thermophilus reduced the incidence of hospital-acquired diarrhea
compared to a standard formula. It also lowered the rate of rotavirus
shedding into the environment (45).

*4. Immunomodulating effects*
       Ingestion of milk fermented with B. bifidum led to an increase in
phagocytic activity in peripheral blood compared to milk consumption
(46). A mixture of B. bifidum and L. acidophilus decreased chronic
inflammation of the sigmoid colon and increased humoral immunity in a
group of elderly subjects (47).

*Lactobacillus casei: new interest in an old bacteria*

        The group L. casei consists of several species of facultatively
anaerobic and hetero-fermentative, mesophilic lactic acid bacteria(48).
Their metabolism provides organoleptic qualities to several traditional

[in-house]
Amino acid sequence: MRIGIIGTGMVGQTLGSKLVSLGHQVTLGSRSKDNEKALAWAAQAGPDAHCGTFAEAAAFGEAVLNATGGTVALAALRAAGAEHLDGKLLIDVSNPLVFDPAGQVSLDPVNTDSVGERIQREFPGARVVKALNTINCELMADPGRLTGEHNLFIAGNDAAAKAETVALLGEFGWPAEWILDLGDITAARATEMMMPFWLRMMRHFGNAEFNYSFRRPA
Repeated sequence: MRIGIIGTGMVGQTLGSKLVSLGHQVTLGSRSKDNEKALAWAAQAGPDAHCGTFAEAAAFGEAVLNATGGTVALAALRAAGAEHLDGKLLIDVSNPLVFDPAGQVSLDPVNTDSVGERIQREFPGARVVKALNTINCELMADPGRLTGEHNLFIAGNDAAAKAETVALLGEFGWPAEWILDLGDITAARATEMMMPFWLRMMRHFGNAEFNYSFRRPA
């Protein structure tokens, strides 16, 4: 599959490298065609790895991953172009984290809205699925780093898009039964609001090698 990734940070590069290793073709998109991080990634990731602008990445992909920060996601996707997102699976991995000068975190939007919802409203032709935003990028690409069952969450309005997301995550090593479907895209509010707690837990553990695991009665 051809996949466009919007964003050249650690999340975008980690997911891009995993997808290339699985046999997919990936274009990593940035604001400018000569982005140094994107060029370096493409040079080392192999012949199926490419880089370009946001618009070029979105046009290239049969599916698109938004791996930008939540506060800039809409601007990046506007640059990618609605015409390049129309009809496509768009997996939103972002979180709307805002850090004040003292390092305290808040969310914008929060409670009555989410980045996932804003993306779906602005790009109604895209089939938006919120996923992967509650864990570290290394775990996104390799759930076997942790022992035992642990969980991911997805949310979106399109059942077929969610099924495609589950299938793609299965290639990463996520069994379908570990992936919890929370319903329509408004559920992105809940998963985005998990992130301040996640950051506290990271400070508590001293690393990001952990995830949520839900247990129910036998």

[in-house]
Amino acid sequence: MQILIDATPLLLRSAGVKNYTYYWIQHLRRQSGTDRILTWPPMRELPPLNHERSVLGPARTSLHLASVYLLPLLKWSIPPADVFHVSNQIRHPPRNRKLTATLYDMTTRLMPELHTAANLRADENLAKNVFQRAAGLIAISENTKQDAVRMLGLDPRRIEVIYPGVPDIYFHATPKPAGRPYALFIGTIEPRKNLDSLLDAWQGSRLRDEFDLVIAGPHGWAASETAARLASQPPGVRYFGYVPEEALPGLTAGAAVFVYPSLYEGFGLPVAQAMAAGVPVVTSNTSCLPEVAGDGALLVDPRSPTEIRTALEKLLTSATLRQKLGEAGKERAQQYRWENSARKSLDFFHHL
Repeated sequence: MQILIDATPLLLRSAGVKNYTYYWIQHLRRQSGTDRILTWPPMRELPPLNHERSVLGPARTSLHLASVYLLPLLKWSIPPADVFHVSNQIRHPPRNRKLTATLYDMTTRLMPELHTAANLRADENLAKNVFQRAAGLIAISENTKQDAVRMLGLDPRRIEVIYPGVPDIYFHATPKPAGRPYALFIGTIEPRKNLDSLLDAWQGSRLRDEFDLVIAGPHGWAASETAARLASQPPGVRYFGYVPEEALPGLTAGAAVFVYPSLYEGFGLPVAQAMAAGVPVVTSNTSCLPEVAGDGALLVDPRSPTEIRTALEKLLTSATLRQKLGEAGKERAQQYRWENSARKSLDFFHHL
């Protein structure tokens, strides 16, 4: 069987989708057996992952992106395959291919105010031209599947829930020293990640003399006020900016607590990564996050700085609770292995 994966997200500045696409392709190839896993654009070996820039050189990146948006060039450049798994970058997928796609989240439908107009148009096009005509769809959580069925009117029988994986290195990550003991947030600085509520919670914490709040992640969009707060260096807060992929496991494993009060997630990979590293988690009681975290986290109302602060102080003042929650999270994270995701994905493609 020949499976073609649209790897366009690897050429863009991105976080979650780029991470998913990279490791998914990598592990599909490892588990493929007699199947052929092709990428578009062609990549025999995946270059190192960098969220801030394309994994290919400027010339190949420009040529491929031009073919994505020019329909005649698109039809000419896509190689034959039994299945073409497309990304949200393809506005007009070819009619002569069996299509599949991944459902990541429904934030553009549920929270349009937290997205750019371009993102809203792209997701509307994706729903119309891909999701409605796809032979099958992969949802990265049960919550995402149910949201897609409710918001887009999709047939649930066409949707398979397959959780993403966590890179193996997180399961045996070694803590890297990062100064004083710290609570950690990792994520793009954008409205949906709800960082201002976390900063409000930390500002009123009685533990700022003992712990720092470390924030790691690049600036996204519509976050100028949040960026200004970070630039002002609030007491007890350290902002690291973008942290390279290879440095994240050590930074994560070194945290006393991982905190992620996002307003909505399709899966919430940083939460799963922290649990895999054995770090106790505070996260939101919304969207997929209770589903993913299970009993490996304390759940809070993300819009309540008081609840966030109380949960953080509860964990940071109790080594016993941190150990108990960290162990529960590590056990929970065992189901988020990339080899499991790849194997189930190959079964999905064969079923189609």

FM and cheeses, and more recently, to new fermented milks. L. casei have
been detected in the feces of both infants (49) and adults (50). Their
ability to survive transit through the intestinal tract in adequate
numbers to have a physiological effect (50) , coupled with their
potential health benefits make L. casei an ideal candidate for a probiotic.

*1. Treatment of diarrhea*
       Several double blind, placebo-controlled clinical trials have
demonstrated that oral consumption of L. casei reduces the duration of
diarrhea (51), and in particular, rotavirus gastroenteritis (52) in
children. In addition, L. casei may help reduce the duration of diarrhea
associated with children in day care centers (53), antibiotic treatment
(54) and travelerís diarrhea (55).


*2. Effects on the intestinal microflora*